Effects of dietary chlortetracycline, Origanum essential oil, and pharmacological Cu and Zn on growth performance of nursery pigs.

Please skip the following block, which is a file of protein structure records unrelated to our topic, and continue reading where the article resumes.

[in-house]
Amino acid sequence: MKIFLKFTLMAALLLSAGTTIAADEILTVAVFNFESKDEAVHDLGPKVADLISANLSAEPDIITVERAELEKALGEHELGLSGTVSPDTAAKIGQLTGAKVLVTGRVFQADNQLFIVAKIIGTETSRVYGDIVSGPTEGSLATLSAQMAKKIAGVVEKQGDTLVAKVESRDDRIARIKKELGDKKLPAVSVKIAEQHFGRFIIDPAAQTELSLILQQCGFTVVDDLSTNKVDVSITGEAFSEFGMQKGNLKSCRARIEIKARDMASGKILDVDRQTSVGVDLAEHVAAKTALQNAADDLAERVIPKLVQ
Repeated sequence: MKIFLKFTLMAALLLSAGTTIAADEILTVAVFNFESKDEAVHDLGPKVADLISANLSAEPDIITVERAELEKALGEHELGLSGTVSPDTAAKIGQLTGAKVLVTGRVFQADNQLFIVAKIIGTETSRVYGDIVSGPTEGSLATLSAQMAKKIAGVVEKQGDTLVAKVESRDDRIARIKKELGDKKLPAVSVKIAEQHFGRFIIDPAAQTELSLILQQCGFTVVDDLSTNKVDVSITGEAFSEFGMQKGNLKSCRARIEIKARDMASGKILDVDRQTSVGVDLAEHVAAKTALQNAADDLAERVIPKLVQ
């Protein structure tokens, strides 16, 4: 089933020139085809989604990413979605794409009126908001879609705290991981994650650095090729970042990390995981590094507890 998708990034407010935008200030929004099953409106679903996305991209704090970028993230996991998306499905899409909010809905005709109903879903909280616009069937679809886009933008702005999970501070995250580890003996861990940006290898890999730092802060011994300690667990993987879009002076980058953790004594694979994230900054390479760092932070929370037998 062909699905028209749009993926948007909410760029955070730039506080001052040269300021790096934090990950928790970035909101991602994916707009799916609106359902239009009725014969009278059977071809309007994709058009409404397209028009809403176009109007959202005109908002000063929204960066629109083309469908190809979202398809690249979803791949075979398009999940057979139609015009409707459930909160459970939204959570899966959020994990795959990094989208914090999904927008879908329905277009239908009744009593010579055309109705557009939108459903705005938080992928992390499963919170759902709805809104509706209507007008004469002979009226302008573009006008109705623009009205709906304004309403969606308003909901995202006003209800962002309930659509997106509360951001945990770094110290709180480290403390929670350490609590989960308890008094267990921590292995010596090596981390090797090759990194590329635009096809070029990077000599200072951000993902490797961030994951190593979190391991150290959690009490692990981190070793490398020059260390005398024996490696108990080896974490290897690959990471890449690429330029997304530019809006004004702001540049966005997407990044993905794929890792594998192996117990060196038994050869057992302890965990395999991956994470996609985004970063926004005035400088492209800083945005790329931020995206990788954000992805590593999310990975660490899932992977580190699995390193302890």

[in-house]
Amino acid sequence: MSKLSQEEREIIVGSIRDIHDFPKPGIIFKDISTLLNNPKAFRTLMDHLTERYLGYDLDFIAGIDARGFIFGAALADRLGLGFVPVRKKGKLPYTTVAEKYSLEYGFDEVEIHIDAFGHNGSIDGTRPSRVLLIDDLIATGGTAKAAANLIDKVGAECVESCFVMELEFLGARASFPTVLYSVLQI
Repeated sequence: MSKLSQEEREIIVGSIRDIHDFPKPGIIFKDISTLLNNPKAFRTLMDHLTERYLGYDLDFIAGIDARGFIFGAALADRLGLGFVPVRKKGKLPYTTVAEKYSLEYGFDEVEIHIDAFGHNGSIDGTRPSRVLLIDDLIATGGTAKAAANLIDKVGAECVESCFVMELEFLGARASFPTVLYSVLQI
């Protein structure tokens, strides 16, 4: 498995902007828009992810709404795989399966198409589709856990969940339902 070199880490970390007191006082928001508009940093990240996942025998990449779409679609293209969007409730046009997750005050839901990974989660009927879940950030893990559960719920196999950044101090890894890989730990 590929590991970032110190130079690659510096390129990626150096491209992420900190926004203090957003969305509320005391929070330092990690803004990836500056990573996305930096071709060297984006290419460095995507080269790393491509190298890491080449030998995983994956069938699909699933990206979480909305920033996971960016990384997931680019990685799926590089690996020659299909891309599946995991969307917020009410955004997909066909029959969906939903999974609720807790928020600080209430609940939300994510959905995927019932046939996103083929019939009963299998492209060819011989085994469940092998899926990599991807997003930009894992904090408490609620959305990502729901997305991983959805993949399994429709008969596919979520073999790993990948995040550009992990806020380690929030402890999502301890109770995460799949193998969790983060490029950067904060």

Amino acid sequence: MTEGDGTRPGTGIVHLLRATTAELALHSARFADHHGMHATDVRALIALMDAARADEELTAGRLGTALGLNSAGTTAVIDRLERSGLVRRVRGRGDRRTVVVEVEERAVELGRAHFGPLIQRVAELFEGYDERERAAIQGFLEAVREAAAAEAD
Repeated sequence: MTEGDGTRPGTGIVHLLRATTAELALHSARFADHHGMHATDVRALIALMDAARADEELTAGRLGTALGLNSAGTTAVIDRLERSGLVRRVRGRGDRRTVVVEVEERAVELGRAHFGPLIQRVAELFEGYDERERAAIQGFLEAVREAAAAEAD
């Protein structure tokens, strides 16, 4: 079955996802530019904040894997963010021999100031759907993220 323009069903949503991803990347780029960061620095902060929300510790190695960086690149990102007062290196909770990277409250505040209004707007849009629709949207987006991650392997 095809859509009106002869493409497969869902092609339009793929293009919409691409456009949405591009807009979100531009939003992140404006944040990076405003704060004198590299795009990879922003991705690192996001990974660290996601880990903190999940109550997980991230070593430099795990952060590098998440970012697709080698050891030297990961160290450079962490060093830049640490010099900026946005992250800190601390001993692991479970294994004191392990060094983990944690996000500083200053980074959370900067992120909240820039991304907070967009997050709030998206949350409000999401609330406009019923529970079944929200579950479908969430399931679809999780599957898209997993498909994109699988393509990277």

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Two 47-d experiments were conducted with 21-d-old weaned pigs (PIC 1050, initially 6.1 kg) to determine the effects of feeding low or high doses of chlortetracycline (CTC) and antibiotic alternatives (Cu, Zn, and essential oil [EO]), alone or in combination, on growth performance. On d 5 postweaning, pens of 5 pigs were allotted to diet treatments with 8 (exp. 1) or 7 (exp. 2) replicate pens per treatment. In exp. 1, treatments were fed from d 5 to 26 postweaning and arranged in a 2 3 factorial with main effects of added ZnO (0 vs. 2,500 ppm of Zn) and CTC (0, 55, or 441 ppm). In exp. 2, treatments were fed from d 5 to 33 and structured in a (2 2 2) + 2 factorial with main effects of added CuSO4 (0 vs. 125 ppm Cu), added ZnO (0 vs. 3,000 ppm Zn from d 5 to 12 and 2,000 ppm Zn from d 12 to 33), and Regano EX (0 vs. 0.1% Regano EX containing 5% Origanum oil). The 2 additional treatments were subtherapeutic (55 ppm) and therapeutic (441 ppm) levels of CTC. Following the treatment period, a common diet without antimicrobial was fed until d 47. All diets contained 16.5 ppm Cu and 110 ppm Zn from the trace mineral premix. In exp. 1, no ZnO CTC interactions were observed. Feeding ZnO increased (P < 0.05) ADG, ADFI, and BW during the treatment period and increased (P < 0.05) ADG and ADFI overall (d 5 to 47). Pigs fed CTC had increased (linear, P < 0.05) ADG, ADFI, and BW during the treatment period and had marginally significant increases (linear, P < 0.10) in overall ADG and ADFI, but overall G:F tended (quadratic, P = 0.070) to increase then decrease as CTC increased. During the treatment period in exp. 2, EO did not affect ADG or ADFI, whereas pharmacological levels of Cu, Zn, and CTC increased (P < 0.05) ADG with coinciding increases (P = 0.055, 0.006, and linear 0.079, respectively) in ADFI. Copper, Zn, and CTC did not affect G:F. EO decreased (P = 0.009) G:F. Diet treatments had minimal carryover effects on subsequent nursery pig growth performance. Overall from d 5 to 47, Cu increased (P = 0.018) ADG, Zn increased (P < 0.05) ADG and ADFI, and EO tended to decrease (P = 0.086) G:F. In conclusion, increased dietary Cu, Zn, or CTC improved weanling pig performance while EO elicited no growth benefits. The benefits of added Zn from ZnO and CTC were additive and could be included together in diets to maximize growth performance of weaned pigs.